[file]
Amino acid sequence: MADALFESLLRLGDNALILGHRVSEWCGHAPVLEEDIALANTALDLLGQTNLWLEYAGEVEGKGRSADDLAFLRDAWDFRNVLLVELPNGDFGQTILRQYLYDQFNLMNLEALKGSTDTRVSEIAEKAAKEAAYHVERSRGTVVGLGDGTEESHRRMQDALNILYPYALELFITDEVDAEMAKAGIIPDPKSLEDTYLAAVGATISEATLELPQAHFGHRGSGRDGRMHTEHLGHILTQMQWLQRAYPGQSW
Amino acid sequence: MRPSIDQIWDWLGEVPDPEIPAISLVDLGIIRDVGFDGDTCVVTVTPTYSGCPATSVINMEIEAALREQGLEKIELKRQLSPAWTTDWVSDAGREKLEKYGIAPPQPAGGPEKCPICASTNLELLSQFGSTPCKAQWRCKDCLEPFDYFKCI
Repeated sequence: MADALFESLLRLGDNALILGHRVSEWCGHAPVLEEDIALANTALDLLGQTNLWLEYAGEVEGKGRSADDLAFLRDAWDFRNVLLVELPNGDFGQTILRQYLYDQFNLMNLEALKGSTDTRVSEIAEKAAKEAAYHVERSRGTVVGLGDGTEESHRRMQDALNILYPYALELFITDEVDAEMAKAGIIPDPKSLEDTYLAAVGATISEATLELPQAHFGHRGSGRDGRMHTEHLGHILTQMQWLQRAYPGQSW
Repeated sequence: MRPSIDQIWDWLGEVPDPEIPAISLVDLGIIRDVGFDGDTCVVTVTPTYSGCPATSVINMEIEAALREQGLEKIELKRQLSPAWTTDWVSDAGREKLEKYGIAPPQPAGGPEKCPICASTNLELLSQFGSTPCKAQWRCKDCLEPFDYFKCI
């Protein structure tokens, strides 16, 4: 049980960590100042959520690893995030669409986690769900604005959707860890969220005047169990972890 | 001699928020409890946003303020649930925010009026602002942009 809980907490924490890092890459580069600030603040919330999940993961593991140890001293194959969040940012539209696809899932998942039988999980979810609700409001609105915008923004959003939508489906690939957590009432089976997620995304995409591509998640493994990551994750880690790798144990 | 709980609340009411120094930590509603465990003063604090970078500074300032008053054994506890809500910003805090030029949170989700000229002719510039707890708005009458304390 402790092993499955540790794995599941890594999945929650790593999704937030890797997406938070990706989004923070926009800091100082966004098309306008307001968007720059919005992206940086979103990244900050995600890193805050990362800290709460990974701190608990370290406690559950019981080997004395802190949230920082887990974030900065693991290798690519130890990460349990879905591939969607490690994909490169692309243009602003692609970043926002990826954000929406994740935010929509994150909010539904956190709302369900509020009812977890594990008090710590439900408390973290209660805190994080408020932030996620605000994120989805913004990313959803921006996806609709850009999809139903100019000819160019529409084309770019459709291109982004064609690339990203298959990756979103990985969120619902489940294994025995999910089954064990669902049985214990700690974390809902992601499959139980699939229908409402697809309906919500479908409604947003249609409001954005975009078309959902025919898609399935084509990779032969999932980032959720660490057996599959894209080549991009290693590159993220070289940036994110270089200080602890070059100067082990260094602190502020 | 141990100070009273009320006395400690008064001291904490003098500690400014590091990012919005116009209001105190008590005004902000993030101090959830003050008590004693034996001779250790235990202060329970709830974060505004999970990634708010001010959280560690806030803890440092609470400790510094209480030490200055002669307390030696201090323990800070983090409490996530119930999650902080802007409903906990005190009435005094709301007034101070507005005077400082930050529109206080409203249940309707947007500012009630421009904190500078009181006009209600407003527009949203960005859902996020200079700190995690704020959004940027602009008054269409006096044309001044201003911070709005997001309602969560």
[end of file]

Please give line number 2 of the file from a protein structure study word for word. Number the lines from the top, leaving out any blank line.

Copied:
Amino acid sequence: MRPSIDQIWDWLGEVPDPEIPAISLVDLGIIRDVGFDGDTCVVTVTPTYSGCPATSVINMEIEAALREQGLEKIELKRQLSPAWTTDWVSDAGREKLEKYGIAPPQPAGGPEKCPICASTNLELLSQFGSTPCKAQWRCKDCLEPFDYFKCI